Trust Your Instincts

In order to play your best in games, you need to trust your instincts. Instead of trying too hard to control your movements, you need to quiet your mind, relax, trust your muscle memory, and allow your body to do what you've trained it to do. If you do this, you'll execute your skills much better than if try to take conscious control of your skills. This is because your motor skills are stored in the subconscious parts of your brain. Your conscious part of your mind doesn't know how to execute your skills nearly as well as your subconscious mind. If you try to consciously control your skills while under pressure, your movements will be clunkier and less coordinated, and as a result, you'll perform poorly.

For most athletes, this may seem like common sense. We've all experienced being "in the zone" at times, when we play our best without thinking too much. We know that overthinking and trying too hard hurts our performance, but we still do it anyways. This is because the pressure and the fear of failure that we feel in games is often too strong for us. Instead of trusting our instincts, we become scared and decide to take conscious control of our movements. In these cases, we lose trust in our instincts and we believe that we will perform poorly and fail if we don't take conscious control of our movements. As a result, we tighten up, our technique falls apart, and we choke under pressure.

As you may have experienced, trusting your instincts under pressure is easier said than done. We know we should trust our instincts and play looser in games, but we have a hard time resisting the urge to try too hard and take control of our movements. So how can we do a better job trusting our instincts under pressure? There are three main ways to trust your instincts more under pressure:

1. Gain more confidence in your skills by training hard and building your muscle memory.
2. Get used to pressure by practicing under pressure more often.
3. Improving your self-talk and concentration.

I've written about all three of these strategies in the past, but for now, I want to focus more on #3.

In order to trust your instincts more in games, it helps to simply remind yourself of the importance of trusting your instincts. Sometimes when under pressure, we aren't even aware that we're overthinking and trying too hard. In these cases, it can help to simply step back, and remind yourself to loosen up and trust your instincts. But like I said above, this is easier said than done. You can make it easier to trust your instincts by building up your muscle memory and confidence in practice, but no matter how well you trained and prepared yourself for a game, you can still be tempted to take conscious control of your skills while under pressure. This is because the fear of failure runs deep inside our psyches. No matter how well we prepare, we'll always feel at least a little bit of nervousness in big games. We can manage our nerves, but we cannot eliminate them entirely. This is why it's so important to not only train hard, but also develop a strong mental game by improving your self-talk and concentration.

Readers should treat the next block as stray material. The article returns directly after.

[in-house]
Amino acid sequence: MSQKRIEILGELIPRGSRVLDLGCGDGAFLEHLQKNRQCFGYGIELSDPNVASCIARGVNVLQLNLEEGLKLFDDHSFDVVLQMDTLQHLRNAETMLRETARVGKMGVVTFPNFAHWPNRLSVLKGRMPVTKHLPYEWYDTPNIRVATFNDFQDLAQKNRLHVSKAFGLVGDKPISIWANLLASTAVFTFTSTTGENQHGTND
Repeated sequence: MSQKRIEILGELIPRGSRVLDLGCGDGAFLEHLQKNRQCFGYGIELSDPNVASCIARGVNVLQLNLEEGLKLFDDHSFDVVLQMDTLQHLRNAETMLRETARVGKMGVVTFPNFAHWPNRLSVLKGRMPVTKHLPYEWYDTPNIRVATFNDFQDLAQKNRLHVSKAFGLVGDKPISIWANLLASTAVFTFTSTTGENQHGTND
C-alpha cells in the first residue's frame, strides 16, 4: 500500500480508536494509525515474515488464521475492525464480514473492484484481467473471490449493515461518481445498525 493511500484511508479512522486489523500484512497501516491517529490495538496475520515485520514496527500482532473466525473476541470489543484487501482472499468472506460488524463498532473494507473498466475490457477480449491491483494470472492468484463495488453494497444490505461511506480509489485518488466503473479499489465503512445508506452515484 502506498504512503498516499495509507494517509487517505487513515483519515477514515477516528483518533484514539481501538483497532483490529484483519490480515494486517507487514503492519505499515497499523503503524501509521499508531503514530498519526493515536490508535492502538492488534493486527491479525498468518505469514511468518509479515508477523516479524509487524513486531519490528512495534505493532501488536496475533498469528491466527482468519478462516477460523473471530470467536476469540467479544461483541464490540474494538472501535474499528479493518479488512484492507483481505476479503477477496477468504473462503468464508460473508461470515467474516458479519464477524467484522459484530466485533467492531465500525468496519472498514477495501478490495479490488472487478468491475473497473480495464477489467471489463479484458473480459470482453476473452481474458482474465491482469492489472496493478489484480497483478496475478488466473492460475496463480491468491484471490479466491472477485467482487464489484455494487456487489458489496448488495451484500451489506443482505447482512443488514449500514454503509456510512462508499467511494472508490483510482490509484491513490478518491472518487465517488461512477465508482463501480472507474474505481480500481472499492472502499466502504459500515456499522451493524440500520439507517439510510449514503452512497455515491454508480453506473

During pressure situations, you have two choices. You can either trust your instincts or you can take conscious control of your movements. In order to resist the urge to take control of your movements, you need to commit yourself to trusting your instincts. This requires courage/bravery, which is the ability to take risks even when you're scared. When under pressure, you need to rise above your fears and have the courage to go for it and play looser! You may not know what will happen if you trust your instincts, but you need to take this leap of faith anyways! To help build this courage, it helps to remind yourself of the fact that you're better off letting your instincts take over than trying to consciously control your movements. Even if you make a mistake after trusting your instincts, in the long run, trusting your instincts will pay off much more than it doesn't.

While this kind of positive self-talk can help you build courage, it is not enough. You also need to keep your mind focused externally. When we focus too much on our negative thoughts and anxiety, we become self-conscious and choke under pressure. So the more you keep your attention focused on something externally, such as the ball or the target, the easier it is to trust your instincts and let it rip! 

Here is a four step process to help you trust your instincts better in games:
1. Take a deep breath, clear your mind, and relax your body.
2. Use positive self-talk to build up the courage to trust your instincts.
3. Focus your mind on the target, not your technique.
4. Command yourself to trust your instincts and just go for it!

This fourth step is often the most difficult. When the moment of truth comes, you need to just go for it, and play as if you have nothing to lose! Stop thinking and just do it! Don't try to force the ball into the hoop. Let it happen naturally! Shoot your shot as relaxed and fearlessly as you can. If you stop worrying about controlling the outcome and instead put all your trust in your instincts, you'll be surprised at how well you can play! 

The ability to trust your instincts doesn't come overnight. It takes a lot of time and practice to train yourself to trust your instincts under pressure. If you keep working on your mental game and follow the advice I give in this blog post, you'll definitely improve your performance in games!

If you want to learn more about this topic, I suggest reading my book reviews on The Inner Game of Tennis and How Champions Think.